And as you explored in your piece, would any of these paths lead to non-MWI universes? An interesting alternative to quantum immortality that others have postulated. That kind of immortality would be hell indeed. I once read a scifi story were the protagonist went to a biblical-style “hell” – not abruptly as most would envision, but gradually over a period of time, until he eventually realized where he was.

  2. Anonymous Anonymous

    “I sense the beginnings of a scifi novel”
    The main character is called Paul Atreides.

  3. Anonymous Anonymous

    “I sense the beginnings of a scifi novel”
    The main character is called Paul Atreides.

  4. Anonymous Anonymous

    “I sense the beginnings of a scifi novel”
    The main character is called Paul Atreides.

  5. Anonymous Anonymous

    “I sense the beginnings of a scifi novel”
    The main character is called Paul Atreides.

  6. Peter Ellis Peter Ellis

    Aye, this is the basic premise behind the second/third in the Dune series. Once the prophet has chosen a future, he is locked into it – he has collapsed the wave form and can no longer choose what to do, even if all the choices lead to his death.
    I prefer the view of prophecy in Lord of the Rings – the Mirror of Galadriel scene. The Mirror shows potential futures, but not how to get there.
    For it shows things that were, and things that are, and things that yet may be. But which it is that he sees, even the wisest cannot always tell.
    Remember that the Mirror shows many things, and not all have yet come to pass. Some never come to be, unless those that behold the visions turn aside from their path to prevent them. The Mirror is dangerous as a guide of deeds.

  7. Peter Ellis Peter Ellis

    I once read a scifi story were the protagonist went to a biblical-style “hell” – not abruptly as most would envision, but gradually over a period of time, until he eventually realized where he was.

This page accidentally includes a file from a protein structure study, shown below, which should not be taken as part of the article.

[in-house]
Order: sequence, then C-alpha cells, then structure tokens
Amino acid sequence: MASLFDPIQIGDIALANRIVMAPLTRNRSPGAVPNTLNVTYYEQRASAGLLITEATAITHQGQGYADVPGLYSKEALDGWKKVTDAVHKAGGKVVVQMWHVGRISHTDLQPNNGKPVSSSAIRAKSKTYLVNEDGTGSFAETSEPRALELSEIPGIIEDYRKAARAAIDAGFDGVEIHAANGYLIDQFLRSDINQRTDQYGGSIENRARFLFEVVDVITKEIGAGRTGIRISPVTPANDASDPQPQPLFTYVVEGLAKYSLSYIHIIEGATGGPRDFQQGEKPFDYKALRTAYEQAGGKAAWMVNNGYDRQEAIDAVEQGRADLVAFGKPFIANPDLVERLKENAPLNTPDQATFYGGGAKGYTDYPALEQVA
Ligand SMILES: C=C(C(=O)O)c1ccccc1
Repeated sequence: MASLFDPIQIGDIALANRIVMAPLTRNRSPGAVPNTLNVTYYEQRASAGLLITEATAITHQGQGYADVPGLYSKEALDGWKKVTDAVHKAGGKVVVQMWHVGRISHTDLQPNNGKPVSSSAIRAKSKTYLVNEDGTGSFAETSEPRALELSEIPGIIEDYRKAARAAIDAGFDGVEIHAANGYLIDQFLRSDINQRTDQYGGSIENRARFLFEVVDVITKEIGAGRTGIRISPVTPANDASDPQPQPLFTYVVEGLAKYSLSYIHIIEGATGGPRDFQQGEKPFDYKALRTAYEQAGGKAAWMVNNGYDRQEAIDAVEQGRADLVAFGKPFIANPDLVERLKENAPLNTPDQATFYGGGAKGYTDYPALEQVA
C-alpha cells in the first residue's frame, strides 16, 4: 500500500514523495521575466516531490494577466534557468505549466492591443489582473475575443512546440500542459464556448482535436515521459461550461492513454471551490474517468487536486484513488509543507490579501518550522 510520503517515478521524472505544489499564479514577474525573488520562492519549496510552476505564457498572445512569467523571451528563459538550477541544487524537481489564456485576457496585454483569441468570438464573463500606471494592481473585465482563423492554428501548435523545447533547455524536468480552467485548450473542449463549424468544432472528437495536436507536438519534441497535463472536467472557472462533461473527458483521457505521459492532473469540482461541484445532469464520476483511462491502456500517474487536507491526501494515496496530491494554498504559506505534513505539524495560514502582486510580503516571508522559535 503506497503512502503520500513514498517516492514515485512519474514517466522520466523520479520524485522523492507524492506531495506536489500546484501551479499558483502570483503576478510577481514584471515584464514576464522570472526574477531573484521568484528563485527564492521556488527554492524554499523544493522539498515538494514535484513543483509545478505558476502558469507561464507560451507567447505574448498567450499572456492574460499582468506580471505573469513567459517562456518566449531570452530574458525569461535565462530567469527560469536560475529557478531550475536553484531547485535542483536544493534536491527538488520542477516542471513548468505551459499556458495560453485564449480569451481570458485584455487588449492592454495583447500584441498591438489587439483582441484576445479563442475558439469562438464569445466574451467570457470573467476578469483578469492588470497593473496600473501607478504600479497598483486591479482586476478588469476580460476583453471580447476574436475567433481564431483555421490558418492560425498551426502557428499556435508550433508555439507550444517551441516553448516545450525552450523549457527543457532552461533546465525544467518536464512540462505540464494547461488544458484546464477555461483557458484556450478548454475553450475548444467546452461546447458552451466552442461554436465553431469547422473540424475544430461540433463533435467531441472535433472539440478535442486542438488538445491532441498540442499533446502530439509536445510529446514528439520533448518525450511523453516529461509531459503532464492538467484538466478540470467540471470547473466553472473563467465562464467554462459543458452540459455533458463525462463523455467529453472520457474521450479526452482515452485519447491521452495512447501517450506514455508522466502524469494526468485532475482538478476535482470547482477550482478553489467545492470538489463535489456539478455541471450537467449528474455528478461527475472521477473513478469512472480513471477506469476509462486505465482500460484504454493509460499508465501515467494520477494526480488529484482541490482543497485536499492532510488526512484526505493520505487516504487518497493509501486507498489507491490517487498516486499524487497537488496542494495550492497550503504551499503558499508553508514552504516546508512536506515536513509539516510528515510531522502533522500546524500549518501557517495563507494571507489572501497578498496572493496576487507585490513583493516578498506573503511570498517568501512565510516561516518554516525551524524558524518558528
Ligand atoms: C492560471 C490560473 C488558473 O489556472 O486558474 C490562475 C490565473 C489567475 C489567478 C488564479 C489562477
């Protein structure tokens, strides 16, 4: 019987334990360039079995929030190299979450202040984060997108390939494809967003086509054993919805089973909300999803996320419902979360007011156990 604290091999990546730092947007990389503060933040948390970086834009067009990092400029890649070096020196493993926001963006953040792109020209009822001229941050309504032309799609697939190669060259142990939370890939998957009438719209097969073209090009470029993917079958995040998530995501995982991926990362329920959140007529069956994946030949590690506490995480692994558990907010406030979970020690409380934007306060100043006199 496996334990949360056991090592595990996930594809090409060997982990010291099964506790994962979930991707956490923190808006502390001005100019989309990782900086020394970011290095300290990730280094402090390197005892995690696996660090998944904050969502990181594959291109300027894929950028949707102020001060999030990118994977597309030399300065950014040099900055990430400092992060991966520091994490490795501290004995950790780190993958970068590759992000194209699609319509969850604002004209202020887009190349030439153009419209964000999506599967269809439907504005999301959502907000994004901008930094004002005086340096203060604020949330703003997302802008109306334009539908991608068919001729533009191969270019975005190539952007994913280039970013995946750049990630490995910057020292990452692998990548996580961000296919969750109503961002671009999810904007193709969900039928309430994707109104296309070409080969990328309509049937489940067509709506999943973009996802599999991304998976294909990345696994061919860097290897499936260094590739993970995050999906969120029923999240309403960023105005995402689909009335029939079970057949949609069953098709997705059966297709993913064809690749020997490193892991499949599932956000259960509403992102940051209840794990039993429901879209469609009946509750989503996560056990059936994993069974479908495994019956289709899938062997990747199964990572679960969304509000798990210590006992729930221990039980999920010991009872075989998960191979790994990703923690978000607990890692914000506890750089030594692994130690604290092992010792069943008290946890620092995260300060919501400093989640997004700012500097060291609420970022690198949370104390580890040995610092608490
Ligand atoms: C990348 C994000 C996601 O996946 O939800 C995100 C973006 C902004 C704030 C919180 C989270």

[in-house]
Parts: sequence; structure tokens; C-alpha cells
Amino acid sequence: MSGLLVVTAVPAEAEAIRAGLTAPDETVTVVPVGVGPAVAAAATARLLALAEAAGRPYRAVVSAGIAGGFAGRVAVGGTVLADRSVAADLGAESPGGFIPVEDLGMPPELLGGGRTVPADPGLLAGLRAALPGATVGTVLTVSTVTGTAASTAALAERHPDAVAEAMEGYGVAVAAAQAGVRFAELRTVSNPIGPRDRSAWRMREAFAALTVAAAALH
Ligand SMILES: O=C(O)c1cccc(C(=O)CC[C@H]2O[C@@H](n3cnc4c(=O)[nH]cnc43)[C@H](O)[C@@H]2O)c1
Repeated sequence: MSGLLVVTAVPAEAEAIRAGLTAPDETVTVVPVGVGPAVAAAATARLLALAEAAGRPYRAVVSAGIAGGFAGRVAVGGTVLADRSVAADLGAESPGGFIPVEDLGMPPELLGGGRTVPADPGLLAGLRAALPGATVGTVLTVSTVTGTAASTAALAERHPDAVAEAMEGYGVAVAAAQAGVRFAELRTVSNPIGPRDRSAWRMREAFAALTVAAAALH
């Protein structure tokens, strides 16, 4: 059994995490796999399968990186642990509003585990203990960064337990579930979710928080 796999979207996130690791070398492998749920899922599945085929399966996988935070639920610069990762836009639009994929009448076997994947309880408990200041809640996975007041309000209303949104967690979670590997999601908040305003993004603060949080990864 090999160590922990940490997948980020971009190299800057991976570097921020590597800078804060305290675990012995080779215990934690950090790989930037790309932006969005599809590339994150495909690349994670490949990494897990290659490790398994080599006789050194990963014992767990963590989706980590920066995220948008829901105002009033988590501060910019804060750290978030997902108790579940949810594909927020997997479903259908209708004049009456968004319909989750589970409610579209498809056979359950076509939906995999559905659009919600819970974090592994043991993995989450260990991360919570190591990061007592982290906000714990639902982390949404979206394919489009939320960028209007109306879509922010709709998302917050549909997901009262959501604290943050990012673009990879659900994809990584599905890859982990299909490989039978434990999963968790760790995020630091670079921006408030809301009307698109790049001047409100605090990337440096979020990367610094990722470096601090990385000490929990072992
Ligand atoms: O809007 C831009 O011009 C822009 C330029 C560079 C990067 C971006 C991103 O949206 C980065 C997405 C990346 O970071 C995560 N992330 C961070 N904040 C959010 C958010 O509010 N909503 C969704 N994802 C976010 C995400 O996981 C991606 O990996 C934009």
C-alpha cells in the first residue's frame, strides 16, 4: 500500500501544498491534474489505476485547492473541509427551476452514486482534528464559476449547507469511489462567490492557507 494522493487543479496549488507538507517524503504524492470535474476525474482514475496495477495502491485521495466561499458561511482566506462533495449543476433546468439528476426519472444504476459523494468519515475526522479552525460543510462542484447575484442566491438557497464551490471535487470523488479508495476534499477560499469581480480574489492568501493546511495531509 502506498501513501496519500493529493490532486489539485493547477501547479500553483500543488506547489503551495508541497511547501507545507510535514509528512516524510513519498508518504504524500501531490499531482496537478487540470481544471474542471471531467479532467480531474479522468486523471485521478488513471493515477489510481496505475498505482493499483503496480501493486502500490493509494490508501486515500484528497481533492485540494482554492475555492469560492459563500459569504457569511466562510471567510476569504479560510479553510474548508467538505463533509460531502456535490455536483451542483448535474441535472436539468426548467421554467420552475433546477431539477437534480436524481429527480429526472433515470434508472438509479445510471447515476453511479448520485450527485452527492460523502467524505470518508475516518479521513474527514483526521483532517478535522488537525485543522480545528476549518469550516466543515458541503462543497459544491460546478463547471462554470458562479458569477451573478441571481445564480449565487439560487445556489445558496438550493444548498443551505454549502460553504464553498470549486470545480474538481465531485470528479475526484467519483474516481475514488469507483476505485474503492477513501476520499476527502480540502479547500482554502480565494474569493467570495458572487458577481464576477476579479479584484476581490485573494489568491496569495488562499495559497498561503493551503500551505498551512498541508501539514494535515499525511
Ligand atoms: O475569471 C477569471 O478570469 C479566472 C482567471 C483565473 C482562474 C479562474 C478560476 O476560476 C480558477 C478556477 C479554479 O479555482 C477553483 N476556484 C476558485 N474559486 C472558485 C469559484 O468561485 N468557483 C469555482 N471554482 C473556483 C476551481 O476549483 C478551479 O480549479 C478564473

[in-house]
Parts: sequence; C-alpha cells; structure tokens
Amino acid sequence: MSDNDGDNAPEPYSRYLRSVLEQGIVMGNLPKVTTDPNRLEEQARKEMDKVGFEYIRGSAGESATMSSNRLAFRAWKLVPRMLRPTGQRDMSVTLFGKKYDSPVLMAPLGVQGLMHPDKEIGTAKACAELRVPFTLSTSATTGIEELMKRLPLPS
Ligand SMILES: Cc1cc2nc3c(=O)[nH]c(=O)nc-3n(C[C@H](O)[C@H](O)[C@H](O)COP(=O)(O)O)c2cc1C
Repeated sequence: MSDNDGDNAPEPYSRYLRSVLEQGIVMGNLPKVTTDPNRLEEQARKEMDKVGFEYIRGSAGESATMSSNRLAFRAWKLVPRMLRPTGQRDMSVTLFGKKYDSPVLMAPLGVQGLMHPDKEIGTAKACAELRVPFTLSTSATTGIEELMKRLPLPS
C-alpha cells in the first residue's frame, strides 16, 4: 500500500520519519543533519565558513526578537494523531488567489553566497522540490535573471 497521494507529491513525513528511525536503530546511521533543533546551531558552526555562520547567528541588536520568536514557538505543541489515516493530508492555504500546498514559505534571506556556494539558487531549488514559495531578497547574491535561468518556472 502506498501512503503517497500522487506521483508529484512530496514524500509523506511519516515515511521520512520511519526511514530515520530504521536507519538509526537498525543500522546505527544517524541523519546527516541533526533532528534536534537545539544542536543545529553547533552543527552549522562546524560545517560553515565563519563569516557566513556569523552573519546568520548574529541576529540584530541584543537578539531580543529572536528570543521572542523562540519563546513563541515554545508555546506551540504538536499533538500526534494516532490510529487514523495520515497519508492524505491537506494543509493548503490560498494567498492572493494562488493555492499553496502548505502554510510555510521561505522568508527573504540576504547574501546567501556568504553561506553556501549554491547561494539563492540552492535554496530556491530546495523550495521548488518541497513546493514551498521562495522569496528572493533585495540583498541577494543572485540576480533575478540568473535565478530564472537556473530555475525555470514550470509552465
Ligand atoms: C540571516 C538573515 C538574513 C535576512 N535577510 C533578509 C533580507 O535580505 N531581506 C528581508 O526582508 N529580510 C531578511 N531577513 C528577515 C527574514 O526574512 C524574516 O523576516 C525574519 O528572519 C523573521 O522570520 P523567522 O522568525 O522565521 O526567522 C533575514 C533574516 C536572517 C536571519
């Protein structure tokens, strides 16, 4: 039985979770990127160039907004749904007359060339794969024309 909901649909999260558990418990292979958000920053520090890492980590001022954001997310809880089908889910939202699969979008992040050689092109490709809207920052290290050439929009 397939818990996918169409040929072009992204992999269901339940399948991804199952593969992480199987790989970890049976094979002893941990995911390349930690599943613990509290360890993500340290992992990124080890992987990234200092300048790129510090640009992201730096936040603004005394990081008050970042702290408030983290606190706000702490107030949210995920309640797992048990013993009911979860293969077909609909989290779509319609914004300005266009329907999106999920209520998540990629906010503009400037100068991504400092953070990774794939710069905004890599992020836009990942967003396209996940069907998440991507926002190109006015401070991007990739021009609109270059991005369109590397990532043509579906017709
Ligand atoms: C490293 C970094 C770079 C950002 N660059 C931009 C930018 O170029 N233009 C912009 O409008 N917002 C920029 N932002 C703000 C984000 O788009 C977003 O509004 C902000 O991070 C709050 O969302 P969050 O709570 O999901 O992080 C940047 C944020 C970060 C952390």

I believe you’re thinking of “Inferno”, by Larry Niven and Jerry Pournelle. Hysterical in parts, especially when they not-so-subtly drop their fellow writers in to the various circles of Hell according to their misdeeds.

  8. It seems to me one of the benefits of many quantum universes is that they offer plenty of room for another good story using that premise. This piece is a nice change of pace. Thanks for sharing it.

  9. HP HP

    I once read a scifi story were the protagonist went to a biblical-style “hell”
    There’s an interesting film by Takashi Miike called Guzo, about a yakuza hitman sent to Hokkaido to take care of a boss who’s lost his mind. Things go wrong, and then progressively more and more surreal, and it turns out to be Hell, but in the Japanese Buddhist conception of Hell, which is rather different than the Christian one.
    According to Miike, Hell is a cold, grey midsized industrial city full of run-down strip malls and bad restaurant food. This, of course, is a universal human experience, and not specific to any religious tradition.

  10. Brilliant outline. If I could make suggestions for improvement, you need more detail about the bar, the man, the feelings of the narrator. When the time traveler pauses in his account, you could interject some detail of something that passes momentarily into the narrator’s consciousness. And, what’s more, if you sort of free-associate what such details might be, chances are you’ll come across some image that is not only evocative but self-referential, as I type with the sound of the television running some program with Patrick McGoohan…
    But seriously, well done, and if you add more details about the environs, it might be more spooky. And not at a distance.